Many artists are taking advantage of computer programmes that allow them to manipulate scanned images of their own original before they are turned into giclee prints. In a different vein others are working on top of the giclee prints they have made. They enhance them using a variety of different techniques such as:
  • Adding paint to selected areas
  • Adding texture to the surface by brushing on mediums that become clear after they dry
  • Adding glazes or washes of colour over the entire surface (
  • Embellishing the prints with collage elements
It is important for artists, who go down this giclee print road, to remember that they are selling reproductions, as opposed to original artworks. Even when a giclee print has been hand altered to make it unique, it is still important to state what is not easily obvious. Simply referring to the artwork as being “mixed media”, could be construed as misleading, so make sure you confirm with the artist if the work is a print, original or mixed. By producing giclee prints the artist is able to share their works with multiple people at a more affordable price.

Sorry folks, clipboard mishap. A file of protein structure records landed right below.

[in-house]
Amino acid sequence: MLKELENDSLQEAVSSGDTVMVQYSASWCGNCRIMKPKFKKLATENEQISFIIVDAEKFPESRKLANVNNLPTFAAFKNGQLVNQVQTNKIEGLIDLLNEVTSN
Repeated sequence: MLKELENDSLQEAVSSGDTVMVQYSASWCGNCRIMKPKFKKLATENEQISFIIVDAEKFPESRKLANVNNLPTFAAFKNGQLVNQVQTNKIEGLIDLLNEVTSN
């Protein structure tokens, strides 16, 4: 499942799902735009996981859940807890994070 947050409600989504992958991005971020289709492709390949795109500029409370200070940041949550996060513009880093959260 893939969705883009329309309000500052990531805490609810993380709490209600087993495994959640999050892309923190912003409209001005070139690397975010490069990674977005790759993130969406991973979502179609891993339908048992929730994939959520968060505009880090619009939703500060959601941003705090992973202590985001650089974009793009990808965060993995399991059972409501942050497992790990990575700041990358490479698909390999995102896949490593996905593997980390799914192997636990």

Tell it like it is

Similarly, because a giclee print can sometimes be indistinguishable from the original, it is very important to let the buying public know what you are selling.
Most people outside the art-world don’t really understand the differences between a hand-pulled print, an original artwork and a giclee print. They simply know that they like what they see. Artists need to take the time to educate their buyers, so there are no misunderstandings and later repercussions.

 

The vast majority of people will welcome the opportunity to purchase an image that “speaks to them” at a price that their budget can handle. I, myself do sell giclee prints of all my original artworks as I think it is important to have something for everyone, I don’t think people should be limit to budget or availability when finding a piece of art they truly love. You can find cards, giclee prints and ink prints in the Sara Paxton Artworks Store.

 

I hope that this article has been informational and you are now aware of the different types of prints that are available to art buyers. Always remember to ask the artist what you are purchasing as originals and prints are very different and both options need to be kept in mind when finding your own price point.